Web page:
Cable channel numbers are a bit messy as there was no real standard, and they often go back decades. Comcast does have standardized numbering in the 1000's and are roughly categorized:
1000-1199: Local channels (numbers will vary from city to city), news, weather
1400-1599: General cable networks
1750-1899: Movies, premium networks
Numbers below 100 will vary from city to city as it dates back to the analog era when different towns may have had different providers. 101-999 will often be the same within regions as it came during the digital rollout in the early 2000's. (Example: in most of the Chicago area, WFLD-HD is 190, but WFLD-SD can be 3, 12, or possibly others.) Even 100-999 are often roughly categorized in many areas, but became a bit of a mess when networks changed formats over the years (FXX used to be some sports network.)
So why not just change them? People still tend to think of channels and networks by their numbers, and changing that can cause MAJOR outrage.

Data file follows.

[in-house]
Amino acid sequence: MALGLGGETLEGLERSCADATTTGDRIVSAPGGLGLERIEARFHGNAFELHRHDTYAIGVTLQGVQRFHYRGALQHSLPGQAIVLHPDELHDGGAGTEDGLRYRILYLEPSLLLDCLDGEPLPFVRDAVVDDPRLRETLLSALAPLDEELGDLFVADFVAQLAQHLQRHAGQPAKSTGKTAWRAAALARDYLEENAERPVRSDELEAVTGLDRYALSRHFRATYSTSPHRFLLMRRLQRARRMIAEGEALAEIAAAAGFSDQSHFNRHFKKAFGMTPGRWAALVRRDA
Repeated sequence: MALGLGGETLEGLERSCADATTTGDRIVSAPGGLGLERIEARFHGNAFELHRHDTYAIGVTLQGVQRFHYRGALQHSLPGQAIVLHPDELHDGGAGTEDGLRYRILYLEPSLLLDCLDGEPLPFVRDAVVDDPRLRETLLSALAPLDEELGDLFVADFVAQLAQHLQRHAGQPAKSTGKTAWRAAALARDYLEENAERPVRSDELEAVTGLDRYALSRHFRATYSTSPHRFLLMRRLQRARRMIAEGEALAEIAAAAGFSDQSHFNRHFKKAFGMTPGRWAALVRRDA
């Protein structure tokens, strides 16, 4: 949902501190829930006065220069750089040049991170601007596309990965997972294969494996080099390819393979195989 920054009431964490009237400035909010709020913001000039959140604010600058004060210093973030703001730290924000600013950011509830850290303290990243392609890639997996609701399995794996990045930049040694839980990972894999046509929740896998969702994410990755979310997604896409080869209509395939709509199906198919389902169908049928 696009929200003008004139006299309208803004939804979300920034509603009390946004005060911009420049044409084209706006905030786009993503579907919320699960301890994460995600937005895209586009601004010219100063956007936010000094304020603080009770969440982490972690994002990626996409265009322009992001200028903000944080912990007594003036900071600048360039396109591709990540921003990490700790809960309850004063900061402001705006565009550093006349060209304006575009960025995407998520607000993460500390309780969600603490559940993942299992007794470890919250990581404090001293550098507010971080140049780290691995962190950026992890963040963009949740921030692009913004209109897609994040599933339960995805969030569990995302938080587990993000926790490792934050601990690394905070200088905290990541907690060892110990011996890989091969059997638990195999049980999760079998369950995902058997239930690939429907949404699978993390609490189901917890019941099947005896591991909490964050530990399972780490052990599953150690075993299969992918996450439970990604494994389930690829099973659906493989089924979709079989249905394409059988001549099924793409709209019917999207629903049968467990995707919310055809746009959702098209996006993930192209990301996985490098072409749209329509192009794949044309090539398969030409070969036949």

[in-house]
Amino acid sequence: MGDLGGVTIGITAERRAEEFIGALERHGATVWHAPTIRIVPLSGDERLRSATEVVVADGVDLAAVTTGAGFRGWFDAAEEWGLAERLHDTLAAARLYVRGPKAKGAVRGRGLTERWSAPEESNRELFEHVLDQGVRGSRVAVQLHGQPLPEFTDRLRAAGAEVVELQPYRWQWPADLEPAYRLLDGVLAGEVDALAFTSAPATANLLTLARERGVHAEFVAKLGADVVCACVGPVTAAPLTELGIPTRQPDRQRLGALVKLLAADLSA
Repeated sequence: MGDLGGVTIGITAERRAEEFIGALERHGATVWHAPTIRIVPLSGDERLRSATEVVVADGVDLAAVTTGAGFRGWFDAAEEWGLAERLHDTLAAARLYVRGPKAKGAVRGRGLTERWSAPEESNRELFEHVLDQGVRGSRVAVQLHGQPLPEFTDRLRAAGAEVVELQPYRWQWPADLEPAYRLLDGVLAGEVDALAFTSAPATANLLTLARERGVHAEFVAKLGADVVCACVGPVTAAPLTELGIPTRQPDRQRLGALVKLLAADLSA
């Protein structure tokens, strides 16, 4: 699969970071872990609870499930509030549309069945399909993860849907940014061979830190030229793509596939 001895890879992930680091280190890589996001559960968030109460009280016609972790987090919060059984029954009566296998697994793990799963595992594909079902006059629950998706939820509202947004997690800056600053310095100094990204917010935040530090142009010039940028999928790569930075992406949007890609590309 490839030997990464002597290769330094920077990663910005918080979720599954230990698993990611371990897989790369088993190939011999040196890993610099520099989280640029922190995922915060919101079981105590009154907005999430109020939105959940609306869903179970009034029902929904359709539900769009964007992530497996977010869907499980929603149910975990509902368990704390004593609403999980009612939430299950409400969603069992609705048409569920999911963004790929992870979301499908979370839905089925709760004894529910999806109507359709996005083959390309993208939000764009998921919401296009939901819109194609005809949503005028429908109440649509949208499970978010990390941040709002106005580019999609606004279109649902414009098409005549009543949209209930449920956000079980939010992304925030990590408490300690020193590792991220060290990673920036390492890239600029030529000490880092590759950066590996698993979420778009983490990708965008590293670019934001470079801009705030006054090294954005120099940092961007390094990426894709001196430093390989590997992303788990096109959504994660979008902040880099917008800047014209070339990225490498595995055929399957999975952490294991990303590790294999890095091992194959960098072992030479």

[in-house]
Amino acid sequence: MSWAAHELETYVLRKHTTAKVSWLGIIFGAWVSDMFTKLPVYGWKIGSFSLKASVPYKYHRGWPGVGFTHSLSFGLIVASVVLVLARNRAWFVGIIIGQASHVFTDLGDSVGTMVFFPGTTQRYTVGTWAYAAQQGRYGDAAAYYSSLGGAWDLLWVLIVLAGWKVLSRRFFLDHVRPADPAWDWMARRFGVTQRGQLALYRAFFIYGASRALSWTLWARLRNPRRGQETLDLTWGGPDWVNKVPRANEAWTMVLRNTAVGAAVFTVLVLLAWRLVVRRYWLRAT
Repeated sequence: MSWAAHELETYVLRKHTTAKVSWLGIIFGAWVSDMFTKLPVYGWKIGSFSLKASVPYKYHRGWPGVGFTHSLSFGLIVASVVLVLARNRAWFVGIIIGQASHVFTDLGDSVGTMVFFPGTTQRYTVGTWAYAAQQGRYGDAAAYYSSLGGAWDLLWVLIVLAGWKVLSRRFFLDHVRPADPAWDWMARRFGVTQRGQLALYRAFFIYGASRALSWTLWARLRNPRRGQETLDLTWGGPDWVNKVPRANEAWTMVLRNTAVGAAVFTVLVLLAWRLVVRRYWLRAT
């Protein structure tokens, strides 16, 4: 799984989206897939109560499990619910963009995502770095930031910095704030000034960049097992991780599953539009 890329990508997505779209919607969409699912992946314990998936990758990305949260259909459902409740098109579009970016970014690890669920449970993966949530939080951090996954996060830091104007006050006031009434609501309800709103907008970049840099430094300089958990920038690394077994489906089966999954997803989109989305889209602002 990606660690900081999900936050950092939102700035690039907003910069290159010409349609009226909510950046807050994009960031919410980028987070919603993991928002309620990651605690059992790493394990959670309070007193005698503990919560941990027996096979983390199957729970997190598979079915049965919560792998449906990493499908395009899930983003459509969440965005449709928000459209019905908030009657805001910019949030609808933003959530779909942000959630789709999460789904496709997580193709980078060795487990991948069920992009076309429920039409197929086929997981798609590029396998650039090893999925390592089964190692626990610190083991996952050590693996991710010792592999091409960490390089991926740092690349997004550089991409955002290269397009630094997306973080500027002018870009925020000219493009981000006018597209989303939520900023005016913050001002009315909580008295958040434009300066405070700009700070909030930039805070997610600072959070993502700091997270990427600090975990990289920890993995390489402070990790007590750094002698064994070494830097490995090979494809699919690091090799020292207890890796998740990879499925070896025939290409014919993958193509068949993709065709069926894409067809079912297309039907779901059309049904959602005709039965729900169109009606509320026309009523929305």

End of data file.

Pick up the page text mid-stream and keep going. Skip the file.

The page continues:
OK, I understand that, sort of. I had cable TV back when it was owned by Westinghouse (Group W Cable) in my area. The low number channels still make sense to me. But they should make the feature that automatically switches to the HD version go to the 1xxx HD channel instead of the 3-digit HD channel. It would be less confusing. The problem is that with the 3-digit SD/HD pairs don't match, paritally because they now refer to local channels by the network instead of the channel number, and I think partially because someone just didn't think. ABC is 3 in SD, it's over-the-air channel number, but it's HD counterpart is 231. That's why it's confusing when it auto-switches to HD.
BTW, in my area (south Alabama), the original cable company, Teleprompter, but OTA channel 3 on cable channel 2, OTA 5 on cable 4 and OTA 10 on cable 9 to reduce ghosting from signal leak-in. All of this was analog signals. Good times.